2. Can you just be happy that you raised a self-sufficient adult? Do they have to venerate you and be your friend or perform familial duty? Let him go. He has his own life now and needs to figure out who he is without you. reclaim yours.

      1. This is how I’ve come to see it. I gave them life. It’s their life to live how they see fit. Does it hurt that they don’t want much of a relationship with me? Yes it does. I’m truly happy that they’re happy and self-sufficient but I always imagined that we’d be close. My kids don’t even have much of a relationship with one another. I guess the world is different now.

  32. Divorced after a 30 year marriage, my son, at 21 at time of divorce, claim I cheated, but I didn’t, I gave up, because my ex wife would not share in our relationship, my daughters were different, kept a relationship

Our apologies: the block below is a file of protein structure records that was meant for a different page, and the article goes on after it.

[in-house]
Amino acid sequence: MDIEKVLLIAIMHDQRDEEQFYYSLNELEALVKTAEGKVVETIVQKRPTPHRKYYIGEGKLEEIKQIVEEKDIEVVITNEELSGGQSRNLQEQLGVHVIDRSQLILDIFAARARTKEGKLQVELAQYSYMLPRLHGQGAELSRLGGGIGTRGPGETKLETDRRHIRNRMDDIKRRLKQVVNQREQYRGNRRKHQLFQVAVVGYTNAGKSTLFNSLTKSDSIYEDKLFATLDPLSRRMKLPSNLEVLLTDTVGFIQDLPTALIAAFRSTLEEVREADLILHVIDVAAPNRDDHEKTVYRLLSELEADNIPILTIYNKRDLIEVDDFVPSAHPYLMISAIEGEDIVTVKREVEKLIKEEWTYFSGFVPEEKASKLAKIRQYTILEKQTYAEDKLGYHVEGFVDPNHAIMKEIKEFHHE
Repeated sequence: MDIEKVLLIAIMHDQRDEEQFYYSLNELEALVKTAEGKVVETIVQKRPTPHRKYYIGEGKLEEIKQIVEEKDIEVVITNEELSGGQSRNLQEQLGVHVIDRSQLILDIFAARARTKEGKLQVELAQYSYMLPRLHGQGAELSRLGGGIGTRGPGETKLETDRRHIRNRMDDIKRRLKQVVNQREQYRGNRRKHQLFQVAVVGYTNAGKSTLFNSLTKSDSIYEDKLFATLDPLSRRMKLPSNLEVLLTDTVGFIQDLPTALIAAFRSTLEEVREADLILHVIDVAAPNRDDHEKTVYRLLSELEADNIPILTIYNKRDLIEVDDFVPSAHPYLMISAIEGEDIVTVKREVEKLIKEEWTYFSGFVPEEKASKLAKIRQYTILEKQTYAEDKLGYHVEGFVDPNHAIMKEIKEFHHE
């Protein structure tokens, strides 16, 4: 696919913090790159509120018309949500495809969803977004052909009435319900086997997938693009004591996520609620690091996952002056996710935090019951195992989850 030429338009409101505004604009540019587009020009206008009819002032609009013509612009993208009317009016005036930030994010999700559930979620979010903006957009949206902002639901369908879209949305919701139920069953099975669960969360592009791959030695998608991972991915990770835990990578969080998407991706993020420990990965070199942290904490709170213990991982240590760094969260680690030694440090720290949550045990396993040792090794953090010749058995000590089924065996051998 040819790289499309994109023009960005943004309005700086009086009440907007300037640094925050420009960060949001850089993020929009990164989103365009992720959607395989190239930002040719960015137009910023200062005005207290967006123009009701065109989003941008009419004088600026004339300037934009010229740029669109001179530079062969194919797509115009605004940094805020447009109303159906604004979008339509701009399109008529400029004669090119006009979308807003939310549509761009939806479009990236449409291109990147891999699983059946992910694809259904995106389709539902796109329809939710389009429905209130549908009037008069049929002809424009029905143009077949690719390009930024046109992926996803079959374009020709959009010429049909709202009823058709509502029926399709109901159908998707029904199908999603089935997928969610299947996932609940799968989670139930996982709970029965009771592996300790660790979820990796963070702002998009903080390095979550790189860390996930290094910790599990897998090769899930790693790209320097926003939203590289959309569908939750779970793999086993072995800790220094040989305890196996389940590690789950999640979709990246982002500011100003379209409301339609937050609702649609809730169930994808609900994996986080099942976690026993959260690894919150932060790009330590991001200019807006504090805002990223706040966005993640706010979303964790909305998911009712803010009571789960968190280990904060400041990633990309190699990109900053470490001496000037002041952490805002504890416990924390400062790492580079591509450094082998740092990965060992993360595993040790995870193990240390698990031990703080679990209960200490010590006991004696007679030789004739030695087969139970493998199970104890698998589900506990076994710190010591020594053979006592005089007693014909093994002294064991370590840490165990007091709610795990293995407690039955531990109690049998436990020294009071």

But since the election, we have our differences and I am the bad guy, I used to call in the past every week, even though I would get a message, now I am depressed, don’t call anymore, and feel I not worthy of
    Being their father. I have given up, but I do send cards and gifts to their kids, but never worry about hearing from them, but do worry that they have talked to their kids about me, or tell their kids the gifts came from somewhere else.
    My son and wife never acknowledge receiving gifts, so sad. I have given up, but will keep up with sending gifts to the
    Grad kids birthdays. One day when they get older, they may start questioning their parents, hoping they will come
    To their senses.

    1. I am in the same boat. I feel your pain. After reading the internet dry on ‘adult children of divorced’ parents, I find no solution. I seem to be in the wrong most of the time. It is a new world for communication…..none. Yet I watch other families bond. My self esteem is suffering and my happiness. It is true that we need to put our focus on ourselves and just leave them to live their lives. I am 72 and they are going to blow it…..sad for the grand kids, super sad for us. Know that you are not alone…’s referred to as an epidemic. Stay sane :)